Today marks the fifth anniversary of the 7.0 magnitude earthquake that devastated Haiti, killing more than 300,000 people according to estimates by the Haitian government. Tens of thousands of homes, businesses, schools and government buildings were leveled, with roughly a quarter of all the country’s civil servants killed and much of its public infrastructure destroyed.
Five years later, we returned to see how Haitians are recovering, and while the country is still feeling the aftershocks of that natural disaster, it has also made significant progress.
Haiti is often cited as the poorest nation in the Western hemisphere with roughly 60 percent of its population living on less than $2 a day. Despite this severe blow to an already struggling economy, an overwhelming majority of the 1.5 million people left homeless by the quake have been resettled. Thousands of new homes as well as hospitals, schools and roads have been built.
"There have been several successes since the earthquake,” said Sophie de Caen, the senior country director of the United Nations Development Program in Haiti. “Over 88 percent of children are going to school, we’ve seen improvement in the weight of children, and we’ve seen a drastic improvement with some aspects of housing and civil protection."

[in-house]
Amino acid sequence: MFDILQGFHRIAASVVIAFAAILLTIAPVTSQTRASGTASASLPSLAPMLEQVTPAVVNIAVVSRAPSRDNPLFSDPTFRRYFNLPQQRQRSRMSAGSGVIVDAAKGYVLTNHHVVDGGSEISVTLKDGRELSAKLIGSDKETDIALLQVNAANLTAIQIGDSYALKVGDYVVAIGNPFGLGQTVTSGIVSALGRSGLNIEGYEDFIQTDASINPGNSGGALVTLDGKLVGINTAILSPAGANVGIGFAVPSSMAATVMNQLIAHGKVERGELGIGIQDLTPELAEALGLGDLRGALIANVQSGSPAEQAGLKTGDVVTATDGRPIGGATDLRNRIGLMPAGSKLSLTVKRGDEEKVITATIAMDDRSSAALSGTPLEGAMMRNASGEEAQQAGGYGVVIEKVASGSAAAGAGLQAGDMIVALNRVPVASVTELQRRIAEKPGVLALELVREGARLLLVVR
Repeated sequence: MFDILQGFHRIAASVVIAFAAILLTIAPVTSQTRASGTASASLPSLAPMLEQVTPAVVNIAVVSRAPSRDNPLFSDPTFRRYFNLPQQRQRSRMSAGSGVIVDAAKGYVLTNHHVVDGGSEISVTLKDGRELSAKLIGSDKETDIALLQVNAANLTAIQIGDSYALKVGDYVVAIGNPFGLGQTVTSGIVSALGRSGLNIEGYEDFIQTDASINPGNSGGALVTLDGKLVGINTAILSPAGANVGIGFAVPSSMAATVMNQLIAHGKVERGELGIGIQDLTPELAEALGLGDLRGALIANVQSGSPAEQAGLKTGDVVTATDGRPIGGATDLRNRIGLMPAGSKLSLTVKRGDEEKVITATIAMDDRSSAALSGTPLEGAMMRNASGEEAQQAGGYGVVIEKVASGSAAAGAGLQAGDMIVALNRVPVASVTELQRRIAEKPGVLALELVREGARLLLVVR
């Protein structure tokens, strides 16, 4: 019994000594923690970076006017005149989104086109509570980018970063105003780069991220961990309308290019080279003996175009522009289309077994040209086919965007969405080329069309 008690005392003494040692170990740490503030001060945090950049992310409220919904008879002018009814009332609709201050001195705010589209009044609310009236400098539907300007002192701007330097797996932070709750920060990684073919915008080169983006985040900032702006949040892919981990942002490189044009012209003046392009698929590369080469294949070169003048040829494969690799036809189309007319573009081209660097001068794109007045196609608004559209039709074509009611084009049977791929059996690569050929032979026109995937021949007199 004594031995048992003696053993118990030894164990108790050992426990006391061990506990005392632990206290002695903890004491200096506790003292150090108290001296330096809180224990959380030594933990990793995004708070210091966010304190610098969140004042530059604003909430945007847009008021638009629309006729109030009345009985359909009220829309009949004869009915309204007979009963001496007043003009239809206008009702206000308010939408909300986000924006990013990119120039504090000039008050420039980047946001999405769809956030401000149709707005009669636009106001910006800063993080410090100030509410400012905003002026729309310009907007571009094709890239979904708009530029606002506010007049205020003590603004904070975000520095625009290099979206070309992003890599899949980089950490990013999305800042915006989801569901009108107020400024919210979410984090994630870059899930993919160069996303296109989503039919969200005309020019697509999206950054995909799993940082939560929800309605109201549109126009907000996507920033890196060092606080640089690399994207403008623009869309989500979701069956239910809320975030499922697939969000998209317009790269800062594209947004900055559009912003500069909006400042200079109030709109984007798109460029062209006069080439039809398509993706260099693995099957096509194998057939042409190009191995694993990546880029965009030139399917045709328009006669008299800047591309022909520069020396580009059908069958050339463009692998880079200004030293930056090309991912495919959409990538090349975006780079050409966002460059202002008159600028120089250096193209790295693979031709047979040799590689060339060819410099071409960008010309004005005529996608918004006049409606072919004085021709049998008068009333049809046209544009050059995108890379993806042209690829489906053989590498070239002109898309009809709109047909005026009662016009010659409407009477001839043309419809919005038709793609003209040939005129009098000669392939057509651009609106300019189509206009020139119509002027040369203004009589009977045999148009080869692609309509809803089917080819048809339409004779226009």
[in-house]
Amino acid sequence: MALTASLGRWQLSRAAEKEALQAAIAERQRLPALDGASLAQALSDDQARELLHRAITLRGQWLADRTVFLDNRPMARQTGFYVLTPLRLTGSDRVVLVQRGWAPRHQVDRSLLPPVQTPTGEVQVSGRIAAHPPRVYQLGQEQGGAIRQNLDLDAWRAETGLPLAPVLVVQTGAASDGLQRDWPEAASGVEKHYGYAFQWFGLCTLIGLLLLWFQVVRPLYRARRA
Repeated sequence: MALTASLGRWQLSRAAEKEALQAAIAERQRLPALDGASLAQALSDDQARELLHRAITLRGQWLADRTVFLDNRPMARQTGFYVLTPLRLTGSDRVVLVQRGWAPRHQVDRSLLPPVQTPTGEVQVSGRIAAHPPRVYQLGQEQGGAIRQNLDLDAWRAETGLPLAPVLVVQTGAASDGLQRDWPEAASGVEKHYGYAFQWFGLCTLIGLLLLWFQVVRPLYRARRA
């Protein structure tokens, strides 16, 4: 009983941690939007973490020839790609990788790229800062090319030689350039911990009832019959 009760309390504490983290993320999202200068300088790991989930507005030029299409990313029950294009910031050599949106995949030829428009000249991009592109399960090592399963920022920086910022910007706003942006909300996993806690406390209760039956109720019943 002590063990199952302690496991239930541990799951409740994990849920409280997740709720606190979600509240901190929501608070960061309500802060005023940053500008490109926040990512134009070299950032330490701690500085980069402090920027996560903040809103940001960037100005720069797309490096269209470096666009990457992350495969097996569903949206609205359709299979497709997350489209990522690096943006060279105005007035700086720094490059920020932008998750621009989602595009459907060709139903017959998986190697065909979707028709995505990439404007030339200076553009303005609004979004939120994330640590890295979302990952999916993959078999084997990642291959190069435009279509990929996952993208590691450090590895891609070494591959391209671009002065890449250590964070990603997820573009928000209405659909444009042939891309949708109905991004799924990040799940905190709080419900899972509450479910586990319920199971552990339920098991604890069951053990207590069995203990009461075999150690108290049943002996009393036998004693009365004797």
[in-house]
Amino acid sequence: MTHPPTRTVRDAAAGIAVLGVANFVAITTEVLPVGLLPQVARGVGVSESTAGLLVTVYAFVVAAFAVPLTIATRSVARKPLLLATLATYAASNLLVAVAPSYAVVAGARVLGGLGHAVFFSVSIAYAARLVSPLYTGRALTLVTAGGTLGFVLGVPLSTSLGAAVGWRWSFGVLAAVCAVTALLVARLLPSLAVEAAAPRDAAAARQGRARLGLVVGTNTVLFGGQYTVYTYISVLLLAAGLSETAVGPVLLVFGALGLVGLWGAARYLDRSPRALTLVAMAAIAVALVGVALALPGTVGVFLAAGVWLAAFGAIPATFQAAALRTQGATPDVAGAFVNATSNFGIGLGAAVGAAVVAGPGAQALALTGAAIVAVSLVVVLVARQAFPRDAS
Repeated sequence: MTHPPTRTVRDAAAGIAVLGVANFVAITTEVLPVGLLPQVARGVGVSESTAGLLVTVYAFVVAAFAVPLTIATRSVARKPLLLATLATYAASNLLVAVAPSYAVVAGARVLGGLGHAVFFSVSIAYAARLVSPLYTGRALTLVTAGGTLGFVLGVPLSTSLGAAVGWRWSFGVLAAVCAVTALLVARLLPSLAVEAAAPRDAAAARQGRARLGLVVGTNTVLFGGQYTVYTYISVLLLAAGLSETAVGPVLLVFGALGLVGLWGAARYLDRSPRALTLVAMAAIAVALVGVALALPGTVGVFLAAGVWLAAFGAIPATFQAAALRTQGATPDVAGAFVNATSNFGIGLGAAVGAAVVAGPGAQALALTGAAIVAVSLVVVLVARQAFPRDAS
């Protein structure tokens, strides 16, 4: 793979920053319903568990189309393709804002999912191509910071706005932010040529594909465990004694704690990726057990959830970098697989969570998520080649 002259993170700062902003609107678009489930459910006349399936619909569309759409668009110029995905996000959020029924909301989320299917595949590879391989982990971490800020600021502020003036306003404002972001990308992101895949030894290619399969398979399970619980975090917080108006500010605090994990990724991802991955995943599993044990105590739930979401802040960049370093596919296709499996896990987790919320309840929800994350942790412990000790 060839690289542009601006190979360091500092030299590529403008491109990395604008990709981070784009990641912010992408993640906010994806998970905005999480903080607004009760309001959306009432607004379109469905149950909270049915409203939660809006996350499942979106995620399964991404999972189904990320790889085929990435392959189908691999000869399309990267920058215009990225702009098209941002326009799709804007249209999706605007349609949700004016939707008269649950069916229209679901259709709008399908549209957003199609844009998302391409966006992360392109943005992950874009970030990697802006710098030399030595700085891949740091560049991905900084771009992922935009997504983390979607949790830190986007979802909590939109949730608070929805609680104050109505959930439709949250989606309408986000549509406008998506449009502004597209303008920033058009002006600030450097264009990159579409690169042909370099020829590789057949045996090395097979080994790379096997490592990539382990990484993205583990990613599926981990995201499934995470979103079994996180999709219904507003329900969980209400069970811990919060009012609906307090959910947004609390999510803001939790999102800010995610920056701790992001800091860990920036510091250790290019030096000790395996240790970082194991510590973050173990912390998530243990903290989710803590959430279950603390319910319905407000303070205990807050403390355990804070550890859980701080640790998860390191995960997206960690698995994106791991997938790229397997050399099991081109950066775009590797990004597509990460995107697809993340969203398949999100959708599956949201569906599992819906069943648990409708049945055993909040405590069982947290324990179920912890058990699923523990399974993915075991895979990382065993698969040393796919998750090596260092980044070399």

From a school rebuilt with help from UNICEF to a pioneering community for children with disabilities run by Partners in Health, we found a country bouncing back from catastrophe.
But the work is not over and the need for international assistance remains. Ayiti, as this island nation is called in the native Creole, faces critical challenges, including 85,000 people still living in camps for those displaced by the quake, a cholera epidemic that is infecting thousands of victims a year, and rising political turmoil.
A series of anti-government protests, some of them violent, have broken out in Port-au-Prince with demonstrators criticizing a lack of economic development and calling for Haitian President Michel Martelly and parliament to hold long-delayed local elections in 2015.
“Having those elections, free fair elections, a functioning parliament and eventually voting for a new president – we need to have this process done in a peaceful manner," said de Caen. “When you look at issues of poverty here… we’ve seen a lot of growth in the last five years and we don’t want to go back."